[ “Year in Review”  is where you should reflect on the past year and show how you have evolved as a person and as a student.  You may want to focus on your growth in a particular area (as a leader, scholar, researcher, etc.) or you may want to talk about your overall experience over the past year.  For more guidance on using your ePortfolio, including questions and prompts that will help you get started, please visit the Honors & Scholars ePortfolio course in Carmen. To get answers to specific questions, please email eportfolio@osu.edu. Delete these instructions and add your own post.]

G.O.A.L.S.

[ “G.O.A.L.S.” is a place where students write about how their planned, current, and future activities may fit into the Honors & Scholars G.O.A.L.S.: Global Awareness, Original Inquiry, Academic Enrichment, Leadership Development, and Service Engagement. For more guidance on using your ePortfolio, including questions and prompts that will help you get started, please visit the Honors & Scholars ePortfolio course in Carmen. To get answers to specific questions, please email eportfolio@osu.edu. Delete these instructions and add your own post.

  • Global Awareness: Students cultivate and develop their appreciation for diversity and each individual’s unique differences. For example, consider course work, study abroad, involvement in cultural organizations or activities, etc.
  • Original Inquiry: Honors & Scholars students understand the research process by engaging in experiences ranging from in-class scholarly endeavors to creative inquiry projects to independent experiences with top researchers across campus and in the global community. For example, consider research, creative productions or performances, advanced course work, etc.
  • Academic Enrichment: Honors & Scholars students pursue academic excellence through rigorous curricular experiences beyond the university norm both in and out of the classroom.
  • Leadership Development: Honors & Scholars students develop leadership skills that can be demonstrated in the classroom, in the community, in their co-curricular activities, and in their future roles in society.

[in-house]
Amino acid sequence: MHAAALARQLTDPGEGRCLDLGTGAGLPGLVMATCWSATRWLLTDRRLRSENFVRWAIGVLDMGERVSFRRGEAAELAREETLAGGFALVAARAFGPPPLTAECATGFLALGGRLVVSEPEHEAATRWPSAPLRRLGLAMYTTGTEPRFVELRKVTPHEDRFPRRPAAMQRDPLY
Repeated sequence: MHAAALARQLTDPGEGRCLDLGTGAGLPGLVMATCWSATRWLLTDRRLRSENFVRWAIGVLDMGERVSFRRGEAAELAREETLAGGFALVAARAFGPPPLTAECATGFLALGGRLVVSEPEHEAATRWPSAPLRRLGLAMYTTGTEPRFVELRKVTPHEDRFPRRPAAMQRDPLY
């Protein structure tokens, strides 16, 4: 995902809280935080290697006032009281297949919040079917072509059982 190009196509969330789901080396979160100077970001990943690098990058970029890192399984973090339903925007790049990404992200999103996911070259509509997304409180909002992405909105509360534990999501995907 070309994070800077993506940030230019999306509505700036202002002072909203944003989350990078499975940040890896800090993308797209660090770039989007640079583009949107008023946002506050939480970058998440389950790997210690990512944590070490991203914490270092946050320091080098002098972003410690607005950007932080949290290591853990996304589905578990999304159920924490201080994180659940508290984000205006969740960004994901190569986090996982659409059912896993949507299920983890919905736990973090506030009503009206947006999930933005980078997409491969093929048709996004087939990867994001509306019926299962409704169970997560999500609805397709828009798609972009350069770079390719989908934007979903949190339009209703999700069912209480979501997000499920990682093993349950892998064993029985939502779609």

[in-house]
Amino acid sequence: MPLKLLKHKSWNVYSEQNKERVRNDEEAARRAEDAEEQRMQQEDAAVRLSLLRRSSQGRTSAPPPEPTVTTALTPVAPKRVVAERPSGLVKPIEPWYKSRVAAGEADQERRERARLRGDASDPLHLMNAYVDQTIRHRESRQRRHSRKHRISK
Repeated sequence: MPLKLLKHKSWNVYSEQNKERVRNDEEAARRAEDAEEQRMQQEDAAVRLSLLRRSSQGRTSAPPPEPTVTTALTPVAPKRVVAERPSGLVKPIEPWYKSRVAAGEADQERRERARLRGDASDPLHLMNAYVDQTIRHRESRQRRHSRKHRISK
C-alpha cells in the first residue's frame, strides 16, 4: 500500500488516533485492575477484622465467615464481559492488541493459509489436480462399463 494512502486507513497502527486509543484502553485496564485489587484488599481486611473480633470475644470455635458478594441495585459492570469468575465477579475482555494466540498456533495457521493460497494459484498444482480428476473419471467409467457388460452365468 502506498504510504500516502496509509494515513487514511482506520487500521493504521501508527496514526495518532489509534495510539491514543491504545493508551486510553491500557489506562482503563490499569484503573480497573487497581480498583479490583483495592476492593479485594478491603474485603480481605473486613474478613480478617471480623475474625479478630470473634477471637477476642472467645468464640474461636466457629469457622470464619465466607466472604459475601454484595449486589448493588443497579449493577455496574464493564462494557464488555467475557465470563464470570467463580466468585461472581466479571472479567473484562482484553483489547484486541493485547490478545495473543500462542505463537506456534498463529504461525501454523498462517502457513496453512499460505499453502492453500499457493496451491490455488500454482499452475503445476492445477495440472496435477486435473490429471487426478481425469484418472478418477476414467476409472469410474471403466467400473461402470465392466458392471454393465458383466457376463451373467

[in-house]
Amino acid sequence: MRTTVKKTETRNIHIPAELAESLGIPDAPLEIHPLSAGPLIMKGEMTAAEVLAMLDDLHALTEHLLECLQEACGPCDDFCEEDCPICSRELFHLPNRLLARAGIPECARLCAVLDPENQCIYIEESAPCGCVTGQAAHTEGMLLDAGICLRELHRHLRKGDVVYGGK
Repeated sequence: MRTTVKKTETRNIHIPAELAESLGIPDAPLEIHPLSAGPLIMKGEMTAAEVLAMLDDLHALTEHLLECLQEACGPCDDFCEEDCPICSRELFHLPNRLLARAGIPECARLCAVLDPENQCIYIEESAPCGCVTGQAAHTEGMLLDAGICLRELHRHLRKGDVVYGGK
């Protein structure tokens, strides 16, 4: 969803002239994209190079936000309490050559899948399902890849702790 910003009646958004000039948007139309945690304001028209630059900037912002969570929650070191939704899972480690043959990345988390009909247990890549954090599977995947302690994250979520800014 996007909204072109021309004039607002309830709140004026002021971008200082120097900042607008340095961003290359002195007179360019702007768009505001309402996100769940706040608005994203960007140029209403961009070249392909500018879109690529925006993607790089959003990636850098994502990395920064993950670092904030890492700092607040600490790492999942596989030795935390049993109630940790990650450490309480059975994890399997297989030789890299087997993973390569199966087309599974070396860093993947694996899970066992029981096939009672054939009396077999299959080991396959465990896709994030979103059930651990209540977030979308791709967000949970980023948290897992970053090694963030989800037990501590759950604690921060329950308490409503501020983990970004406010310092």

• Service Engagement: Honors & Scholars students commit to service to the community.]

Career

[“Career” is where you can collect information about your experiences and skills that will apply to your future career.  Like your resume, this is information that will evolve over time and should be continually updated.  For more guidance on using your ePortfolio, including questions and prompts that will help you get started, please visit the Honors & Scholars ePortfolio course in Carmen. To get answers to specific questions, please email eportfolio@osu.edu. Delete these instructions and add your own post.]

Artifacts

[Artifacts are the items you consider to be representative of your academic interests and achievements. For each entry, include both an artifact and a detailed annotation.  An annotation includes both a description of the artifact and a reflection on why it is important to you, what you learned, and what it means for your next steps.  For more guidance on using your ePortfolio, including questions and prompts that will help you get started, please visit the Honors & Scholars ePortfolio course in Carmen. To get answers to specific questions, please email eportfolio@osu.edu. Delete these instructions and add your own post.]

About Me

My name is Srinija Adibhatla. I am a first year at The Ohio State University and am a part of the International Affairs Scholars program. I am majoring in Health Sciences (Pre-med track) with a minor in Dance. Some of my goals for the following years at OSU include traveling abroad, preparing myself for the workforce, and participating in different clubs, and events around campus.

Some of the things I enjoy include travelling and trying new, exotic, and flavorful foods. In my free time, I tend to read, watch Netflix, and dance. During my time at OSU, I hope to be able to expand my interests and find activities that spark my passion. I hope that during the coming years, I can grow as a person and become a better version of myself. I want be able to use the skills and lessons I have learned and succeed in all aspects of my life.